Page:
He feels the love from his three adult children
He says he's lucky to be surrounded
By so much love

So I'm terribly sorry, Ron
If some of my poems don't reach you in time
And i'm terribly sorry Ron
If I try to Skype you and it turns out you're gone
Just know I love you more
Than even the best poet can convey
I love you more than I could ever say

And love is the magic that made my mom
Able to grow those morning glories
And love is the magic that makes me able
To write poems daily after years of dormancy
And love is the magic that connects you to me
It's the way we can feel each other's love
Without any form of contact at all

I hope the place I built for you outside of time
And filled to overflowing with my love
Will see you through

And I hope that I'll continue
Writing poetry to you
Long after you've gone

And I hope it reaches you in Eternity
Or wherever it is you're going

And I hope that even the worst of it
Conveys this message:

I love you
I love you
I love you


Sometimes, Restrictions Only Increase Life’s Richness

I spent six years in bed, six years I found
The richness of the love surrounding me
A tree outside my window so profound
From detail comes familiarity
They say that all restriction is a curse
A nightmare from which folks can never wake
But we exalt our highest forms of verse
Like sonnets, which restrict which form to take
And always those who could, would hurry past
Without a glance at me, or at the tree
The richness that they missed, they moved too fast
To see what I and other slow folks see
For life is rich to infinite degree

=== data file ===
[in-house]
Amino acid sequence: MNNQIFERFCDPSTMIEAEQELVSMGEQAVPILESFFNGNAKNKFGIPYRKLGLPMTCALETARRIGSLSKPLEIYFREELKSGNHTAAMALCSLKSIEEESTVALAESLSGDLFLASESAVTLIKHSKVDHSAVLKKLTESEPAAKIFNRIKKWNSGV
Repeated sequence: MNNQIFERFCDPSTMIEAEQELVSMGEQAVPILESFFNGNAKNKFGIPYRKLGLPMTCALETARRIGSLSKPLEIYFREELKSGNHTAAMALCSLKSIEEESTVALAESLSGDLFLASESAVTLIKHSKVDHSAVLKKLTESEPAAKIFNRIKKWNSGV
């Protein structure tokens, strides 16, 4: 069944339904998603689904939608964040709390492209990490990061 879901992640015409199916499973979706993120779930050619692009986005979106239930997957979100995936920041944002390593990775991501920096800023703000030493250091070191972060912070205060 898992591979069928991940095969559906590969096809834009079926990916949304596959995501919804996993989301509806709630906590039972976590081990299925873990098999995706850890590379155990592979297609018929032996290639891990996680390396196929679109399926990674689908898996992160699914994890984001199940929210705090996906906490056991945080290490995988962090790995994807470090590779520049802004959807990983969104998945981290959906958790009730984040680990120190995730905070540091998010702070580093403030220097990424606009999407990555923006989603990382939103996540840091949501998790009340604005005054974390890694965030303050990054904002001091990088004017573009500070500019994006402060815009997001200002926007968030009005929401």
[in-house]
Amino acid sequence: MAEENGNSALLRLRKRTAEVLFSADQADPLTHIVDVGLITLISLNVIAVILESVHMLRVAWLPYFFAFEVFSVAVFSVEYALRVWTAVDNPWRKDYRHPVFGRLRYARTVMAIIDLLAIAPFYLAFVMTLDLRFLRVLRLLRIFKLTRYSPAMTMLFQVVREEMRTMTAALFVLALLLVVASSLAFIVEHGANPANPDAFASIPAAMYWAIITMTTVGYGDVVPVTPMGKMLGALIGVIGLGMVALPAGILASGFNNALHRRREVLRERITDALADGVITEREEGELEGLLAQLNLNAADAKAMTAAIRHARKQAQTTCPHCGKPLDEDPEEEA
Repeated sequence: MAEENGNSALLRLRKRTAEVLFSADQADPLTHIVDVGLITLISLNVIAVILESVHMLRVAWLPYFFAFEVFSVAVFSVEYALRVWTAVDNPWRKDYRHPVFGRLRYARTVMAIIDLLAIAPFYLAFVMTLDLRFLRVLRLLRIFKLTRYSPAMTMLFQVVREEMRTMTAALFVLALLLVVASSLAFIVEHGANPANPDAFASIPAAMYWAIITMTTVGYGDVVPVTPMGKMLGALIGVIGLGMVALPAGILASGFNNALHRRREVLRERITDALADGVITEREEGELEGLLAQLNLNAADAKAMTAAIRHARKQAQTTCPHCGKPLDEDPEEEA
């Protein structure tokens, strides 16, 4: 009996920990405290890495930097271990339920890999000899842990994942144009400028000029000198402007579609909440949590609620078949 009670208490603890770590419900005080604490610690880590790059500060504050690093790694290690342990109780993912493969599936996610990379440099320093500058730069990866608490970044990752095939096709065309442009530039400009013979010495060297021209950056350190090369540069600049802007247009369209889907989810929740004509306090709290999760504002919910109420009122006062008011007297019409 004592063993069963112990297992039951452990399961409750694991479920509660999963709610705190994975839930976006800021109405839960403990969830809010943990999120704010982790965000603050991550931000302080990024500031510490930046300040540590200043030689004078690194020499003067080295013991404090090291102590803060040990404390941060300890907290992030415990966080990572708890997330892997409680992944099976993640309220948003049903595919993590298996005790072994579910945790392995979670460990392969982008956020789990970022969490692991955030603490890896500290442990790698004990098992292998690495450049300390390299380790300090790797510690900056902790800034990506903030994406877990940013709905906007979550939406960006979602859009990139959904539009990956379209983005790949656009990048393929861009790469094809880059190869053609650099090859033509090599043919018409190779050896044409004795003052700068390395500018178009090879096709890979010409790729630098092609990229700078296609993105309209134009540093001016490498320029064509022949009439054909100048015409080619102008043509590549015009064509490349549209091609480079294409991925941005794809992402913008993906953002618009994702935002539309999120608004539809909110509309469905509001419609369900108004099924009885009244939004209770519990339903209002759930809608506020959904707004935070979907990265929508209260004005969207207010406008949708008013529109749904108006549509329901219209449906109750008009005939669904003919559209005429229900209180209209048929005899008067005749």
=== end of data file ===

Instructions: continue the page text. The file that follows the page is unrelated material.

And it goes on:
It’s found in sonnets, and in folks like me


Time Travel

Books are time travel
Because I can meet
Frederick Douglass and Madeleine L’Engle
At the same time

When I was a child
I didn’t understand
That authors could be dead
They seemed alive to me
As long as their books were printed

People showed me dates
Copyright © 1951
As if this was supposed to mean
The book died before I was even born
I couldn’t understand
The book seemed alive to me
And 1951 was just
An incomprehensible string of numbers

George MacDonald and Julian of Norwich
Teresa of Avila and Sherman Alexie
Sojourner Truth and Diane Duane
Donna Williams and Saint John of the Cross
Lao Tsu and J. R. R. Tolkien

These are people who would never
Just decide to get together
But you can read them side by side
And it’s like meeting all of them
Sitting round a table
And talking to them
About their ideas

Much has been written
In lofty language
About the immortality of the page
But I was living it directly
In written words
Long before anyone taught me
The sonnets of Shakespeare:

“Not marble, nor the gilded monuments
Of princes, shall outlive this powerful rhyme;
But you shall shine more bright in these contents
Than unswept stone, besmear’d with sluttish time.”*

You will go to the moon
No one has been there yet”**
Reads a book that I cherished as a child
But how could it lie to me
When Neil Armstrong had been there
Many years before my birth?

Copyright © 1959, said the book
But this had no meaning to me
If the book existed now
How could it fail
To have modern knowledge?

Later, I learned that books
Are the only form of time travel
Available to human beings
Encapsulated in each page
Is the time and place
Where the author wrote the words

So Lao Tsu and Harriet McBryde Johnson
Can sit side by side on my bookshelf
And side by side in time
And I can travel from modern Charleston
To ancient China and back
In the blink of an eye

* William Shakespeare, Sonnet 55
** You Will Go To The Moon, Mae and Ira Freeman, 1959


The Rock In My Hand (circa 2005)

Hand holding a rock

Hand holding a rock

The rock in my hand tells me
That there is a world out here in this swirl
The rock in my hand tells me
That things will not disappear

The rock in my hand tells me
That there is a world out here in this swirl
The rock in my hand tells me
That things will not disappear

The rock in my hand sings an avalanche song
To the rocks in the ground all around
It sings fearful power and boldest delight
And of death and of sand and of love

The rock in my hand tells me
That there is a world out here in this swirl
The rock in my hand tells me
That things will not disappear

The rock in my hand tells me
That there is a world out here in this swirl
The rock in my hand tells me
That the world has a place I belong

Hand holding a rock

Hand holding a rock